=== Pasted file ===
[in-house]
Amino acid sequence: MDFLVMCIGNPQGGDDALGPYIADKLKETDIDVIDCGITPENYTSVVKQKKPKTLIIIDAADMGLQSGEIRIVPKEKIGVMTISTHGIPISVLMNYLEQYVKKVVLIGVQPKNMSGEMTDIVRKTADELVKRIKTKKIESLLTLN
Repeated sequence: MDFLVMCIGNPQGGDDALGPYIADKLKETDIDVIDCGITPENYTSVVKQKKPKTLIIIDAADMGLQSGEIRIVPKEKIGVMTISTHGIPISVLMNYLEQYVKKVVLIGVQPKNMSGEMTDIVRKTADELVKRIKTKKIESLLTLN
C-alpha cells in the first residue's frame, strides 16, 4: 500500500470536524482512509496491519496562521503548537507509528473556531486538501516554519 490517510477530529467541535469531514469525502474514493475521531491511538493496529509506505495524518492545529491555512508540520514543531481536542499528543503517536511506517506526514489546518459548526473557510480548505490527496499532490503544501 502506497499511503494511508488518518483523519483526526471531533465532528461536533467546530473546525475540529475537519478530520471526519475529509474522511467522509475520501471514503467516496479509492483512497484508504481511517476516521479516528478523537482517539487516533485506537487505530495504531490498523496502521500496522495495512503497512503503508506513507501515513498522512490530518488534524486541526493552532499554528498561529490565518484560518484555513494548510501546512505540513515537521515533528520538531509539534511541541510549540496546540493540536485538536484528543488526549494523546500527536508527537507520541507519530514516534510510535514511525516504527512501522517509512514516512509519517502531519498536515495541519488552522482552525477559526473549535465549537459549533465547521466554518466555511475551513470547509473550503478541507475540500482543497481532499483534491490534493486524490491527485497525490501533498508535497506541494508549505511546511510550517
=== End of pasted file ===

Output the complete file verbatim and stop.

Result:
[in-house]
Amino acid sequence: MDFLVMCIGNPQGGDDALGPYIADKLKETDIDVIDCGITPENYTSVVKQKKPKTLIIIDAADMGLQSGEIRIVPKEKIGVMTISTHGIPISVLMNYLEQYVKKVVLIGVQPKNMSGEMTDIVRKTADELVKRIKTKKIESLLTLN
Repeated sequence: MDFLVMCIGNPQGGDDALGPYIADKLKETDIDVIDCGITPENYTSVVKQKKPKTLIIIDAADMGLQSGEIRIVPKEKIGVMTISTHGIPISVLMNYLEQYVKKVVLIGVQPKNMSGEMTDIVRKTADELVKRIKTKKIESLLTLN
C-alpha cells in the first residue's frame, strides 16, 4: 500500500470536524482512509496491519496562521503548537507509528473556531486538501516554519 490517510477530529467541535469531514469525502474514493475521531491511538493496529509506505495524518492545529491555512508540520514543531481536542499528543503517536511506517506526514489546518459548526473557510480548505490527496499532490503544501 502506497499511503494511508488518518483523519483526526471531533465532528461536533467546530473546525475540529475537519478530520471526519475529509474522511467522509475520501471514503467516496479509492483512497484508504481511517476516521479516528478523537482517539487516533485506537487505530495504531490498523496502521500496522495495512503497512503503508506513507501515513498522512490530518488534524486541526493552532499554528498561529490565518484560518484555513494548510501546512505540513515537521515533528520538531509539534511541541510549540496546540493540536485538536484528543488526549494523546500527536508527537507520541507519530514516534510510535514511525516504527512501522517509512514516512509519517502531519498536515495541519488552522482552525477559526473549535465549537459549533465547521466554518466555511475551513470547509473550503478541507475540500482543497481532499483534491490534493486524490491527485497525490501533498508535497506541494508549505511546511510550517